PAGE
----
The Mass Murderer Mentality
Mental health has been an abysmal failure in identifying the potential mass murderer and educating the public about the nature and limits of psychiatric treatment. Freud clearly stated in his writings almost one hundred years ago that not everyone can be a patient and not everyone can be treated. That is as true in America today as it was in Vienna in the late 1800's.
Psychiatrists need to set aside their academic training and listen to their gut, not their professors. Humans experience an automatic physiological reaction in the presence of danger. Experience teaches that we ignore our gut instincts at our own peril.
To sit with a child, adolescent or adult that is like the mass killers is to feel instant fear, disgust and rage. The listener's gut tightens, the fists clench and the hairs on the back of his neck stand on end. He wants only to escape. This set of physical reactions distinguishes between normal, neurotic, asocial and evil. Our animal cousins are far better at this skill, not being crippled by political correctness or religious compassion.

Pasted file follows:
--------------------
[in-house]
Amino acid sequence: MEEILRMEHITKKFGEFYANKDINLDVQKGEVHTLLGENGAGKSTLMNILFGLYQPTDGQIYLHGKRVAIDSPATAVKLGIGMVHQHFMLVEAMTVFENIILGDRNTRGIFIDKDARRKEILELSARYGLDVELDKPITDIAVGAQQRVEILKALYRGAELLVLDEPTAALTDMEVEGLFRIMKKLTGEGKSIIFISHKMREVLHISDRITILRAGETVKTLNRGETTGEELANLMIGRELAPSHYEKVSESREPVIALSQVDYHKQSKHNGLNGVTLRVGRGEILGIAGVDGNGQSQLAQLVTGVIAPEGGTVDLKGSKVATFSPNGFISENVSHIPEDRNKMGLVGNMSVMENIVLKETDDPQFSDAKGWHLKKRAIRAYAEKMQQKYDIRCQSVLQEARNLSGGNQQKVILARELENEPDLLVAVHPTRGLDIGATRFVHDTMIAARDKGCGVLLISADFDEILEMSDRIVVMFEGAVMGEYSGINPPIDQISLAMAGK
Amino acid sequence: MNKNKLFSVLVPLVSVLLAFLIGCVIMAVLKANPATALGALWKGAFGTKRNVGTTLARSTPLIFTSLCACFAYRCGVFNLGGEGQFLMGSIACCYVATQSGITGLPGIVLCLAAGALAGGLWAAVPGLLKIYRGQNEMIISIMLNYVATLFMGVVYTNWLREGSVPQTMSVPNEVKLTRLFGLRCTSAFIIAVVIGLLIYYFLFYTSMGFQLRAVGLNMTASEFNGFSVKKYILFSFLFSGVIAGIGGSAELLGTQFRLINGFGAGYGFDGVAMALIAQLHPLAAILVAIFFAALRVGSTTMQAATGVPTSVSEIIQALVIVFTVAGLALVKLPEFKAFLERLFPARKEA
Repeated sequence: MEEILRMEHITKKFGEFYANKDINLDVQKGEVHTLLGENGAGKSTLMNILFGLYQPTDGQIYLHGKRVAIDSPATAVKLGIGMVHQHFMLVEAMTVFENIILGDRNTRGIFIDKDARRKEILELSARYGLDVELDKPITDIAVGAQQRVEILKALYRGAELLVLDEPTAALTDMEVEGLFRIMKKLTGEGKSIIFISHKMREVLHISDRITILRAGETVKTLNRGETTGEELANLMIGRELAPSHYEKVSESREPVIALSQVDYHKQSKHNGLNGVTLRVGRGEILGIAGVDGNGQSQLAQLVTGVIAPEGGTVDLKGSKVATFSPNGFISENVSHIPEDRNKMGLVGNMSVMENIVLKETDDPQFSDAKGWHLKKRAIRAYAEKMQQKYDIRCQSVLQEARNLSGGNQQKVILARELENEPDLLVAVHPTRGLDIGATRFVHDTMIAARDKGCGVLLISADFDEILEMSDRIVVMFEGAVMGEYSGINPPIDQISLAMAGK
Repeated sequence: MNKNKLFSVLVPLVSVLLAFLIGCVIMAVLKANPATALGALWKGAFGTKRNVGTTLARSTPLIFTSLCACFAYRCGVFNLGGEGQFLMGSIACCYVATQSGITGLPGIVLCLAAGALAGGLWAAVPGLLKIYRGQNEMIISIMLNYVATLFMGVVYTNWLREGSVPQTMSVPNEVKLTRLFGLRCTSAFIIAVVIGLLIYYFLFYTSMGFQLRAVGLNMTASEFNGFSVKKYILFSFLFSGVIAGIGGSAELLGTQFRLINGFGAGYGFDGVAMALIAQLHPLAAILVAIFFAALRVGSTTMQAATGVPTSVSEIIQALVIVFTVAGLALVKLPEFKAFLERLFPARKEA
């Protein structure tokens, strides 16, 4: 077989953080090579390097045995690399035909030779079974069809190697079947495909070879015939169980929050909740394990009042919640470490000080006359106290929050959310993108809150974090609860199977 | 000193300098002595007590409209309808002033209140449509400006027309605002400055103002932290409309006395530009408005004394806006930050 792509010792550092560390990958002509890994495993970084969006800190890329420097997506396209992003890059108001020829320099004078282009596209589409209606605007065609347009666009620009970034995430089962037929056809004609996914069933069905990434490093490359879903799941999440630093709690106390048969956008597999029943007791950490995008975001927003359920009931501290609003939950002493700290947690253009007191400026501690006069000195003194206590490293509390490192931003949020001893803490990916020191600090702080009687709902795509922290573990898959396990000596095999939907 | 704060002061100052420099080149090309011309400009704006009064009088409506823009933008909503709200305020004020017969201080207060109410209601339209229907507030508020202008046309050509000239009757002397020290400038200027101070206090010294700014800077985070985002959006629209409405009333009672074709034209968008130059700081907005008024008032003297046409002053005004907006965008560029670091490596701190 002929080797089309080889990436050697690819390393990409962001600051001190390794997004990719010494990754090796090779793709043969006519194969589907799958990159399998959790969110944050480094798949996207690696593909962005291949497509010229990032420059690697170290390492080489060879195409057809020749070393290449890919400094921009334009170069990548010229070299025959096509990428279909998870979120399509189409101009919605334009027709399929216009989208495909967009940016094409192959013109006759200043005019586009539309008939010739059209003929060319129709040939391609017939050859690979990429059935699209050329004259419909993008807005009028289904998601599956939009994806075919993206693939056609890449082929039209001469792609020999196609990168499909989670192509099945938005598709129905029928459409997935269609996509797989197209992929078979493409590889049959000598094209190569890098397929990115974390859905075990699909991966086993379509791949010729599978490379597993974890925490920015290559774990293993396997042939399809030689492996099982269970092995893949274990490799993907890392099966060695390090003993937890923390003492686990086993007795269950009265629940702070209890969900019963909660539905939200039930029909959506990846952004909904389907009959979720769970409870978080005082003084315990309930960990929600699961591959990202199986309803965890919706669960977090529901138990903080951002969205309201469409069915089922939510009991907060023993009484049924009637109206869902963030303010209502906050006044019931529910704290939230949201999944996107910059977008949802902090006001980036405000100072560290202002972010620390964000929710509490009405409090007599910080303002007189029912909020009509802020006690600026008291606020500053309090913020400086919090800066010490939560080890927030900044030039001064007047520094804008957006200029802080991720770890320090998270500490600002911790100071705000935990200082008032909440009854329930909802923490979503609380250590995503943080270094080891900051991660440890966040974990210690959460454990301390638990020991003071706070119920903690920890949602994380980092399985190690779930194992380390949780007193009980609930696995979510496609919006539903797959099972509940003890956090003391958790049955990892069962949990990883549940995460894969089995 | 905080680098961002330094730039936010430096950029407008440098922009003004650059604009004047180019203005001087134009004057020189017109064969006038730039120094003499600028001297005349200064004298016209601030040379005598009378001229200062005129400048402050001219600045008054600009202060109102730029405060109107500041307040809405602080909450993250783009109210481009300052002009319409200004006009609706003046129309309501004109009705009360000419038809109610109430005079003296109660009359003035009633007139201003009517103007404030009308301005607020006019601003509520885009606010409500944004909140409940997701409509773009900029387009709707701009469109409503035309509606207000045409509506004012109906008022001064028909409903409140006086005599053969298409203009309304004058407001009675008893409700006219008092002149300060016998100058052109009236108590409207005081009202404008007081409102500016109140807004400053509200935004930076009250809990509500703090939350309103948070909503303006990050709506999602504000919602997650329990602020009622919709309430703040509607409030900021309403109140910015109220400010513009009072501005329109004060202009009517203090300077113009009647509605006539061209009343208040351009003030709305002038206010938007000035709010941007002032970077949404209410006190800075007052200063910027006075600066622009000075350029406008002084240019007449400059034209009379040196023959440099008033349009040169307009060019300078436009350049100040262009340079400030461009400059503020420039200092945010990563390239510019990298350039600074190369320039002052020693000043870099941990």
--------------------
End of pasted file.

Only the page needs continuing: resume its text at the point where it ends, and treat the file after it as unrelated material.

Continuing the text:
Organized mental health needs to explain to the public in plain English that psychotherapy does not fix people. It gives them tools and sometimes tablets to ease symptoms and to better understand themselves. No more, no less.
The mental health establishment must separate its own private ambitions for power and more funds for research from its greater responsibility to the public. Professional organizations such as the American Psychiatric Association have the responsibility to alert the public that there is no treatment for the asocial psychopath who is consumed with anger and hates humanity.
Young men like Adam Lanza, Jared Loughner, James Holmes, Seng-Hui Cho, Eric Harris and Dylan Klebold are savages that walk among the unsuspecting civilized populace. They need to be identified, apprehended and isolated. They are examples of normal human psychosocial development run amok for a myriad of reasons. It is naïve and dangerous to think any of them might have benefitted from rehabilitation and remediation. Their hearts and minds are immune to all human goodness, much less therapeutic insight.
R. Claire Friend, MD is Editor, UCI Quarterly Journal of Psychiatry